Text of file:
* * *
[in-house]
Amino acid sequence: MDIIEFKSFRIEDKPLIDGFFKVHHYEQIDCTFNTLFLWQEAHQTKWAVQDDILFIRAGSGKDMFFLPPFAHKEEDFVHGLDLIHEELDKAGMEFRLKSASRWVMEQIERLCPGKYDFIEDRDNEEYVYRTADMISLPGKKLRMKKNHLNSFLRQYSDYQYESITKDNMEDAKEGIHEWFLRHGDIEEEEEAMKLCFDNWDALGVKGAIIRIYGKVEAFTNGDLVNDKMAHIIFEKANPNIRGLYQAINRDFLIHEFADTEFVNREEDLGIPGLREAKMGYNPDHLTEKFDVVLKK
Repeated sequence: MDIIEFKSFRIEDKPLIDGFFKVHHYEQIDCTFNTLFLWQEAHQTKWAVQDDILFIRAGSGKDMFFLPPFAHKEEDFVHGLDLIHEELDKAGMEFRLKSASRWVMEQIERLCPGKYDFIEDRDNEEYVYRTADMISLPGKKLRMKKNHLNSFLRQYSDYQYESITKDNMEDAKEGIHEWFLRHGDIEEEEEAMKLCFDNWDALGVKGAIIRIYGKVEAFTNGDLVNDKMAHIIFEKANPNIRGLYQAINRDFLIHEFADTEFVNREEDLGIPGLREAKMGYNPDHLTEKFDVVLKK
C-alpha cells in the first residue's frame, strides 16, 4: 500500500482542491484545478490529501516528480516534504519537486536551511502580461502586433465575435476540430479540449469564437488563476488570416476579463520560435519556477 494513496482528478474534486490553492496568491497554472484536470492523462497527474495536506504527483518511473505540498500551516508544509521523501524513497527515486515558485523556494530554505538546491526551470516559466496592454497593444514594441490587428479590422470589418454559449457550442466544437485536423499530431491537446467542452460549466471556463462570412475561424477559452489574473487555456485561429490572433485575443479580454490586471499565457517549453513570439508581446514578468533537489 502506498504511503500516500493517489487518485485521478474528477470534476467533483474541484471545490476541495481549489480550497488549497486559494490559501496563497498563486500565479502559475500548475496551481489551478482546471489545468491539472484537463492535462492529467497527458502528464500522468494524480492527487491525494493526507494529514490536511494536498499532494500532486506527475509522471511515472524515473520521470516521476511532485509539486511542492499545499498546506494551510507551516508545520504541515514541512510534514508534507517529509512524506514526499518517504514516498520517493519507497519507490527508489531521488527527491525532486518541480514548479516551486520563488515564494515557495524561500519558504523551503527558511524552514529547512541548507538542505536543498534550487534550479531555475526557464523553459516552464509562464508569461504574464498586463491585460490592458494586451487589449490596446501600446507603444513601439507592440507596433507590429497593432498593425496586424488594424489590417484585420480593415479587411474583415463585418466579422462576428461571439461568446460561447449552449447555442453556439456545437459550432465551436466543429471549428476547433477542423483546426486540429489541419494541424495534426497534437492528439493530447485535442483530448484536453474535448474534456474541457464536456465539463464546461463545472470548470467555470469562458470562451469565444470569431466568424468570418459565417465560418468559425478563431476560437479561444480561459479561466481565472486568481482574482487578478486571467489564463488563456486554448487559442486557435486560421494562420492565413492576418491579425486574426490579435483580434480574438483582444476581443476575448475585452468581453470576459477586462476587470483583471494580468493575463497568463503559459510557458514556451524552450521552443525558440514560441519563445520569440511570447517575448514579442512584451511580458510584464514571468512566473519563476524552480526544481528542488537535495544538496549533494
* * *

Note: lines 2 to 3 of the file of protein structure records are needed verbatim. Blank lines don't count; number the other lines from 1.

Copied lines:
Amino acid sequence: MDIIEFKSFRIEDKPLIDGFFKVHHYEQIDCTFNTLFLWQEAHQTKWAVQDDILFIRAGSGKDMFFLPPFAHKEEDFVHGLDLIHEELDKAGMEFRLKSASRWVMEQIERLCPGKYDFIEDRDNEEYVYRTADMISLPGKKLRMKKNHLNSFLRQYSDYQYESITKDNMEDAKEGIHEWFLRHGDIEEEEEAMKLCFDNWDALGVKGAIIRIYGKVEAFTNGDLVNDKMAHIIFEKANPNIRGLYQAINRDFLIHEFADTEFVNREEDLGIPGLREAKMGYNPDHLTEKFDVVLKK
Repeated sequence: MDIIEFKSFRIEDKPLIDGFFKVHHYEQIDCTFNTLFLWQEAHQTKWAVQDDILFIRAGSGKDMFFLPPFAHKEEDFVHGLDLIHEELDKAGMEFRLKSASRWVMEQIERLCPGKYDFIEDRDNEEYVYRTADMISLPGKKLRMKKNHLNSFLRQYSDYQYESITKDNMEDAKEGIHEWFLRHGDIEEEEEAMKLCFDNWDALGVKGAIIRIYGKVEAFTNGDLVNDKMAHIIFEKANPNIRGLYQAINRDFLIHEFADTEFVNREEDLGIPGLREAKMGYNPDHLTEKFDVVLKK